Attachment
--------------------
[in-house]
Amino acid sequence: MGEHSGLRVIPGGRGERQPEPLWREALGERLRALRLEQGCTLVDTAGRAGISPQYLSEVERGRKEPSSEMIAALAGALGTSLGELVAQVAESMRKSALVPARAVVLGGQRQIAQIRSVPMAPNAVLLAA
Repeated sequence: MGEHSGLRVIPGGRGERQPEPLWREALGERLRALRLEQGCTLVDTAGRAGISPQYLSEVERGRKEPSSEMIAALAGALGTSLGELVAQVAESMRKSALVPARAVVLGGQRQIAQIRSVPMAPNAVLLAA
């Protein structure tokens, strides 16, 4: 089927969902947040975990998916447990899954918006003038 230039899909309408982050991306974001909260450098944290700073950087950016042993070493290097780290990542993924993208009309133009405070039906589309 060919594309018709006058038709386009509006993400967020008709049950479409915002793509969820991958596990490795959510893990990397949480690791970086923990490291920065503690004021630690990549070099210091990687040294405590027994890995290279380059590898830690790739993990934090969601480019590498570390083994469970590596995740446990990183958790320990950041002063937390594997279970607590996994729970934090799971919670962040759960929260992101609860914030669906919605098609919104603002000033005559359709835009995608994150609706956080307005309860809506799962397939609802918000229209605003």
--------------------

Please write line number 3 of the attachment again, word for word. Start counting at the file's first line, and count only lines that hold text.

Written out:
Repeated sequence: MGEHSGLRVIPGGRGERQPEPLWREALGERLRALRLEQGCTLVDTAGRAGISPQYLSEVERGRKEPSSEMIAALAGALGTSLGELVAQVAESMRKSALVPARAVVLGGQRQIAQIRSVPMAPNAVLLAA